This study describes how a physical education teacher collaborated with a second-grade teacher to plan and implement an interdisciplinary unit, and it identifies factors that contributed to the teachers’ actual collaboration. One accomplished elementary physical education teacher, one experienced second-grade classroom teacher, and 35 students from two second-grade classes voluntarily participated in this study. The data were collected by audiotaping the two planning sessions, videotaping eight integrated lessons taught by the physical education teacher and three integrated lessons taught by the classroom teacher, transcribing the taped lessons, and interviewing the teachers. The findings indicated that the teachers’ collaborative planning focused on providing students with integrated and relevant learning experiences. Throughout the collaboration, the two teachers shared leadership roles and teaching responsibilities. The teachers attributed their effective interdisciplinary teaching to their long-term collaborative working experiences, common teaching philosophy, and mutual respect and trust.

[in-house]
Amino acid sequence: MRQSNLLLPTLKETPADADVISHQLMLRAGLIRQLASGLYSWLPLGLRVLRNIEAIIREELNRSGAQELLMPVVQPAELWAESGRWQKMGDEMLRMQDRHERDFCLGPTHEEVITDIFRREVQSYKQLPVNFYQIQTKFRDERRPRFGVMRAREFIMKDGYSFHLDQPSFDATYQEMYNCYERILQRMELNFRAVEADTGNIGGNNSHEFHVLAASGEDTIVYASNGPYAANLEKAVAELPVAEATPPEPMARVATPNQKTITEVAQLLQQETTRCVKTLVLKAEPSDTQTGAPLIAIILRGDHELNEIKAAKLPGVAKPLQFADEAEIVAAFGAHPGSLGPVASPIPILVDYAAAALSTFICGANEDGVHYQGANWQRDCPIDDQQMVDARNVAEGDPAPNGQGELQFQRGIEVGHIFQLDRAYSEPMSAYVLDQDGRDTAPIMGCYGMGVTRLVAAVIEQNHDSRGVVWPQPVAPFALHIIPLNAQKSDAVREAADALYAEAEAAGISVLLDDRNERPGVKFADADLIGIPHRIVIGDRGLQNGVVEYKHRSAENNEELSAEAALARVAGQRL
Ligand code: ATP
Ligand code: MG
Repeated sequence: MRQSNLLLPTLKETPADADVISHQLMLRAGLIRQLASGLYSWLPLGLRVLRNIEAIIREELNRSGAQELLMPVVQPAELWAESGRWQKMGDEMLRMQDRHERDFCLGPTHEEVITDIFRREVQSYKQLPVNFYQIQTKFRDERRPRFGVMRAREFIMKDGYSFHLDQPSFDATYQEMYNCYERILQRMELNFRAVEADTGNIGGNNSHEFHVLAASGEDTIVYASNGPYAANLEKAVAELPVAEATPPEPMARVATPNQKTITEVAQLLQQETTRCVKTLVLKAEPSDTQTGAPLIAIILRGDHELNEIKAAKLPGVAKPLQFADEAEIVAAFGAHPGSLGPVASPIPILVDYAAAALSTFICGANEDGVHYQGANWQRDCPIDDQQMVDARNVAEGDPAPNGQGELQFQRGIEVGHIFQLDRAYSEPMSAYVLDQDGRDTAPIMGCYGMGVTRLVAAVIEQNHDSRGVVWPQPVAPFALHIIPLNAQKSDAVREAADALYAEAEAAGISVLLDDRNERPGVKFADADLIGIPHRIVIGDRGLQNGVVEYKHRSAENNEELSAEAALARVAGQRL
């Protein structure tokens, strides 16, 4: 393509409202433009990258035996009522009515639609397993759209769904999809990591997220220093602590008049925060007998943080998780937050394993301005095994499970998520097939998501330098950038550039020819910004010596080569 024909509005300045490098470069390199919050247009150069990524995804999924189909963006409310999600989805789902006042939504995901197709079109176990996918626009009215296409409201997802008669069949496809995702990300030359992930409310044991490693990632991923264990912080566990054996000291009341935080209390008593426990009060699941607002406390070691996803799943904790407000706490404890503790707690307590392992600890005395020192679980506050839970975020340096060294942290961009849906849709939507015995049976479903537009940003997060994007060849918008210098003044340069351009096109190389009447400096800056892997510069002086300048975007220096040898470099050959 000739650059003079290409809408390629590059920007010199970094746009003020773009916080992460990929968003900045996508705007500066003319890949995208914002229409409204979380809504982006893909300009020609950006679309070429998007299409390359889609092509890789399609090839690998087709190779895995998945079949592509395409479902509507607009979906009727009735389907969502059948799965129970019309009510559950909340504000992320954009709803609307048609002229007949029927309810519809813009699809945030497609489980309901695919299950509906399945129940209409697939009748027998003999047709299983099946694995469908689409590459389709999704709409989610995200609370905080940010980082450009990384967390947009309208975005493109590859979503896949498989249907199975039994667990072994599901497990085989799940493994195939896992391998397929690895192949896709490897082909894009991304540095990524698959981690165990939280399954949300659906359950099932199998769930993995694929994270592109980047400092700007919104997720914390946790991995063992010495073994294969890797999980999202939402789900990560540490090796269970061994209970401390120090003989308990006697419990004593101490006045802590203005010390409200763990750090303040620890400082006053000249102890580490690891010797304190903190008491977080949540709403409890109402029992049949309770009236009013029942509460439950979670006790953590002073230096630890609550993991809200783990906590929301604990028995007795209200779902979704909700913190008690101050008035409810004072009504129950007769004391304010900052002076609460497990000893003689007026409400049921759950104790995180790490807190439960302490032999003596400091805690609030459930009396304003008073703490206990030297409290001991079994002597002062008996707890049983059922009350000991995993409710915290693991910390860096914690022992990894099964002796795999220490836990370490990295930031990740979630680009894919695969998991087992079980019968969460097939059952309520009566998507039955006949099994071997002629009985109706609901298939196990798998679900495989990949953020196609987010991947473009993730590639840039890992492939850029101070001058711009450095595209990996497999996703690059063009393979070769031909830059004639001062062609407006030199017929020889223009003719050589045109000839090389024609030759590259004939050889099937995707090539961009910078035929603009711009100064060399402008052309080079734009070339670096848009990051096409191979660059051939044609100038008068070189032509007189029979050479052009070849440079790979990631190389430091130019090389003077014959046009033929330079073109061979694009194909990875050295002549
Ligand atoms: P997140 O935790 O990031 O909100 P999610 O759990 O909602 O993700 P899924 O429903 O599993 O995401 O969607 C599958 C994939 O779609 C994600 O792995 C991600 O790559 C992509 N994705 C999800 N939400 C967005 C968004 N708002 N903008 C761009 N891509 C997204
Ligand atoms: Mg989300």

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Zella E. Moore

The primary purpose of this article is to expand the discussion about the role of science, clinical thinking, the state of the discipline, and the manner in which evidence-based practice may aid in the development of the field of sport psychology. Rejecting pseudoscientific principles and embracing sound scientific standards of research and practice will result in an increasingly fresh and vibrant field from which greater innovation and evolution can occur. This innovation will inevitably lead to a renewed commitment to theory building, as the evolving scientific database will drive new ways of thinking about the myriad of issues presented by athletic clientele. By embracing the evidence-based practice philosophy, not only will sound scientific advancements emerge, but most importantly, the overall well-being of our athletic clientele will be enhanced.

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James E. Maddux

The notion of habit figures prominently in theories of health-related behavior and in efforts to encourage people to develop consistency and regularity in the healthful behavior of daily life. The consensus definition of habit as automatic and mindless behavior, however, presents three logical and philosophical problems. First, this definition of habit is at odds with the way most of our theories of health behavior try to employ the notion. Second, the behaviors of concern to most health, exercise, and sport psychologists are not the kinds of behaviors to which this definition of habit applies easily, if at all. Third, the kind of mindless behavior suggested by this definition may be conducive to enhancing physical health and athletic performance, but it may be inconsistent with the essential elements of happiness or subjective well-being according to Eastern philosophies such as Taoism and Buddhism, and according to the growing research on the psychology of happiness.